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Success! Jackson from Tanzania raised $689 to fund a mass removal.

Jackson
100%
  • $689 raised, $0 to go
$689
raised
$0
to go
Fully funded
Jackson's treatment was fully funded on January 14, 2020.

Photo of Jackson post-operation

November 25, 2019

Jackson underwent a mass removal.

Jackson had a successful surgery that has helped remove the congenital mass on his left leg that was increasing in size each making walking painful and difficult for him. Through this treatment, he is now able to walk well and without pain that was caused by the mass. He is still going on with regular dressing of his post-surgical wound.

Jackson’s mother says, “I am so happy to see my son’s leg normal for the first time all because of your help. Thank so much.”

Jackson had a successful surgery that has helped remove the congenital mass on his left leg that was increasing in size each making walking ...

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October 15, 2019

Jackson is an only child from Tanzania. Both of his parents depend on small scale farming of maize and vegetables and only sell a few crop harvests and do not make much income.

Jackson traveled to our medical partner’s care center to receive treatment. On October 16th, surgeons will remove the mass. Now, Jackson needs help to raise $689 to fund this procedure.

Jackson’s father says, “We have tried to seek treatment for our son ever since he was born with no luck. The doctors at your hospital can treat him but we can’t afford the cost, help us. ”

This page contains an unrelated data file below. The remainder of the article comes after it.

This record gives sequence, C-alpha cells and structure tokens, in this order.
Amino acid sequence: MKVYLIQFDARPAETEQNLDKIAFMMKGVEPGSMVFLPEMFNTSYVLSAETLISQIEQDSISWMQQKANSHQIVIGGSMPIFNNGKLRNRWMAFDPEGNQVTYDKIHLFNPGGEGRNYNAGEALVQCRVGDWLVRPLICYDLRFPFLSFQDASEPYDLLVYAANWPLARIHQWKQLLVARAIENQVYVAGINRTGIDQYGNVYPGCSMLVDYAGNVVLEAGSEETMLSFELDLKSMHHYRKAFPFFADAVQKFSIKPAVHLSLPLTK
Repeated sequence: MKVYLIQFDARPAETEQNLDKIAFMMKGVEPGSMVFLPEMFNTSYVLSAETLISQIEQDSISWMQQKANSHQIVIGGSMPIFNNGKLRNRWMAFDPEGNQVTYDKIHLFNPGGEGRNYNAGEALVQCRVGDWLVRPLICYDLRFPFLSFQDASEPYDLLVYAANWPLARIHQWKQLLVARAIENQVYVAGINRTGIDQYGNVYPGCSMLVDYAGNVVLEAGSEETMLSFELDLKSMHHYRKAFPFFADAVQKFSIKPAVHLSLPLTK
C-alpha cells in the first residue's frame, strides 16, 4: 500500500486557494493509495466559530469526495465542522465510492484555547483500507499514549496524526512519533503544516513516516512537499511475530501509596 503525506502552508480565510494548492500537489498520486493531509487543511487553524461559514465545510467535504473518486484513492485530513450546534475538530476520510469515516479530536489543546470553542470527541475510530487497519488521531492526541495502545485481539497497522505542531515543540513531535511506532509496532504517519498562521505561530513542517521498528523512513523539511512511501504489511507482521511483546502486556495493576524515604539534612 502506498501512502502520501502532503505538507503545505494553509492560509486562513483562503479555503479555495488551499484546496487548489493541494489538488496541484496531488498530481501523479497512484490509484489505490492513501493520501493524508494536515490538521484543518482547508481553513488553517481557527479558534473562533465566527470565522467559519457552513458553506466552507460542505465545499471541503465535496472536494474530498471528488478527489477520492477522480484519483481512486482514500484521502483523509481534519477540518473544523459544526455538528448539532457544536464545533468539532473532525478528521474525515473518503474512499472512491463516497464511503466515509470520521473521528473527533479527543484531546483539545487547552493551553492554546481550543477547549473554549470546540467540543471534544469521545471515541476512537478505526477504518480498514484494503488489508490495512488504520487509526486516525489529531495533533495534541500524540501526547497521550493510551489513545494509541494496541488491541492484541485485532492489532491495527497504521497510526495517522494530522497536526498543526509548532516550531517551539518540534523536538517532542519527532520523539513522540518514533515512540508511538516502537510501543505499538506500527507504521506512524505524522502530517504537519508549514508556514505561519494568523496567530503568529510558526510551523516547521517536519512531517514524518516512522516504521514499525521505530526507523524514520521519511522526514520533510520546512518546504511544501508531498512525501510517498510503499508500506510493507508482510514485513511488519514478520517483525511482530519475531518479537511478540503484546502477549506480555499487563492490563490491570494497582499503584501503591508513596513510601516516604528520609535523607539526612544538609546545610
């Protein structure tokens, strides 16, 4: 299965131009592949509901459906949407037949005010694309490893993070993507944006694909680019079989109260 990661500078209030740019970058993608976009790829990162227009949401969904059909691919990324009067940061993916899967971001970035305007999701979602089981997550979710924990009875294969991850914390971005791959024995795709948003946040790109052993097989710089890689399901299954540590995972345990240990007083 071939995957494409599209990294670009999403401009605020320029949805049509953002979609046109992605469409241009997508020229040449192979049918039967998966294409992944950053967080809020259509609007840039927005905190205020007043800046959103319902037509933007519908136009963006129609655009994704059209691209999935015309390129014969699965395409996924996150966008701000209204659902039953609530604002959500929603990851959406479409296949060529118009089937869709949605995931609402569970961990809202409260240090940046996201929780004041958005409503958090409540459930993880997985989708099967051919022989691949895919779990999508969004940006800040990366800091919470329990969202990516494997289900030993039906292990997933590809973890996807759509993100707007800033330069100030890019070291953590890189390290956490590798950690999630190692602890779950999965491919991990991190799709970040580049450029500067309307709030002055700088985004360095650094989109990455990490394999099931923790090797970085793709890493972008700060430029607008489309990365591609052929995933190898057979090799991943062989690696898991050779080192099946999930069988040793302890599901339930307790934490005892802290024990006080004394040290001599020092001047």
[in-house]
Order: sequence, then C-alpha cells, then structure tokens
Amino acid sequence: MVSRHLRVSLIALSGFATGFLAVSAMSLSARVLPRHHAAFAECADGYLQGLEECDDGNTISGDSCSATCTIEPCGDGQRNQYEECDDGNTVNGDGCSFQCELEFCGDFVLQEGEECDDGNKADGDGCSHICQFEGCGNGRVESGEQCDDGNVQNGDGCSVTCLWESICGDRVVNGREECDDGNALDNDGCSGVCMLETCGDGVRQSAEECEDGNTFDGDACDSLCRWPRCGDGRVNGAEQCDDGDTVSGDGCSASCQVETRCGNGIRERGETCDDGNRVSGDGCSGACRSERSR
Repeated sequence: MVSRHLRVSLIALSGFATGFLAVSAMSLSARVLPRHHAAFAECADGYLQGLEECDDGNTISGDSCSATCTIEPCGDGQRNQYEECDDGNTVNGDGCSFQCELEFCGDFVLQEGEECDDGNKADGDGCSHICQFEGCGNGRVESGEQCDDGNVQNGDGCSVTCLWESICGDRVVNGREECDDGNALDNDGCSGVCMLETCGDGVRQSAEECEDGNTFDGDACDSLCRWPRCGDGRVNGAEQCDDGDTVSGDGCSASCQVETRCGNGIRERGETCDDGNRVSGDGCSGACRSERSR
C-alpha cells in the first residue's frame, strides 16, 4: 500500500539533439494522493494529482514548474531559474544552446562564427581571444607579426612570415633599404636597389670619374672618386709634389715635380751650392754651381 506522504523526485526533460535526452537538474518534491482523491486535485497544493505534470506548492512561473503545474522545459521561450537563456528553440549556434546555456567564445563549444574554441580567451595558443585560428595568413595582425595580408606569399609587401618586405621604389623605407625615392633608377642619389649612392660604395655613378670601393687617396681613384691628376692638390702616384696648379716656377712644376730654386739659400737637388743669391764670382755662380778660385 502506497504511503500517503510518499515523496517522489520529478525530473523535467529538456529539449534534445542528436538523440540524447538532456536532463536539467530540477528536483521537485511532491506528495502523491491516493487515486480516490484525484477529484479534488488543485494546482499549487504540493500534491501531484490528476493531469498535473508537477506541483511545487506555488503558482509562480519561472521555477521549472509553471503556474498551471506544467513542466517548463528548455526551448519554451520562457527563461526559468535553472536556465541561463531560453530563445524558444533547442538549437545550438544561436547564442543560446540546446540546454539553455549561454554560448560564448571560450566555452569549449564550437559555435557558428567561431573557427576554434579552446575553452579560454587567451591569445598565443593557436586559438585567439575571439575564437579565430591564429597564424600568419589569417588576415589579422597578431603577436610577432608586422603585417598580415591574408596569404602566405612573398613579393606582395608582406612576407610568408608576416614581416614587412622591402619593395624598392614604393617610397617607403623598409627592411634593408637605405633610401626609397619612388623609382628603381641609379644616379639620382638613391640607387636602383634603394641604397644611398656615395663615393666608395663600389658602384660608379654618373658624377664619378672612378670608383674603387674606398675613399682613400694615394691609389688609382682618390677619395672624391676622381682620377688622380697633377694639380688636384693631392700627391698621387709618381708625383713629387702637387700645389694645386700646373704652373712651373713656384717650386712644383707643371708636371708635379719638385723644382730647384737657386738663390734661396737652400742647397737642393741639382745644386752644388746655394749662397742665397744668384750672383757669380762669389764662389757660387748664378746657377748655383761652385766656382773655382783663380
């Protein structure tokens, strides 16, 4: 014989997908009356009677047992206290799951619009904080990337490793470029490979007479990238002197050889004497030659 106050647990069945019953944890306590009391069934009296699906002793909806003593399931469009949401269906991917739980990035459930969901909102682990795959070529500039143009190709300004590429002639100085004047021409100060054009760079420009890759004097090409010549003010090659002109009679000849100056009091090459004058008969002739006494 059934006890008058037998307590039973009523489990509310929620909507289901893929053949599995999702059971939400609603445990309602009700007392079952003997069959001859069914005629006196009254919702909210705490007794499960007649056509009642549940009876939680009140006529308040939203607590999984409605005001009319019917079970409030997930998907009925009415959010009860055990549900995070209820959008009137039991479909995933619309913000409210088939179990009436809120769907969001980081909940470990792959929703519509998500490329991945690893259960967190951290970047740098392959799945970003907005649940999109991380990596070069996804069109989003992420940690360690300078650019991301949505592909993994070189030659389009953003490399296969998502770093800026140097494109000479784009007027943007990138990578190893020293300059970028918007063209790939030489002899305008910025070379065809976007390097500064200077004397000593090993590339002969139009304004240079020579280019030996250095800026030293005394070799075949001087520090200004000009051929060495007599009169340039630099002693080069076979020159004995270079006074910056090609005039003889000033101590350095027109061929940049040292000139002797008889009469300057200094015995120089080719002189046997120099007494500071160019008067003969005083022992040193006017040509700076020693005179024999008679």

Jackson is an only child from Tanzania. Both of his parents depend on small scale farming of maize and vegetables and only sell a few crop h...

Read more

Jackson's Timeline

  • October 15, 2019
    PROFILE SUBMITTED

    Jackson was submitted by Joan Kadagaya, Curative Medical Support Program-Partner Representative at African Mission Healthcare, our medical partner in Tanzania.

  • October 16, 2019
    TREATMENT OCCURRED

    Jackson received treatment at Arusha Lutheran Medical Centre (ALMC). Medical partners often provide care to patients accepted by Watsi before those patients are fully funded, operating under the guarantee that the cost of care will be paid for by donors.

  • October 22, 2019
    PROFILE PUBLISHED

    Jackson's profile was published to start raising funds.

  • November 25, 2019
    TREATMENT UPDATE

    Jackson's treatment was successful. Read the update.

  • January 14, 2020
    FULLY FUNDED

    Jackson's treatment was fully funded.

Funded by 20 donors

Funded by 20 donors

Treatment
Mass Excision
  • Cost Breakdown
  • Diagnosis
  • Procedure
On average, it costs $689 for Jackson's treatment
Hospital Fees
$577
Medical Staff
$0
Medication
$11
Supplies
$49
Labs
$52
  • Symptoms
  • Impact on patient's life
  • Cultural or regional significance

​What kinds of symptoms do patients experience before receiving treatment?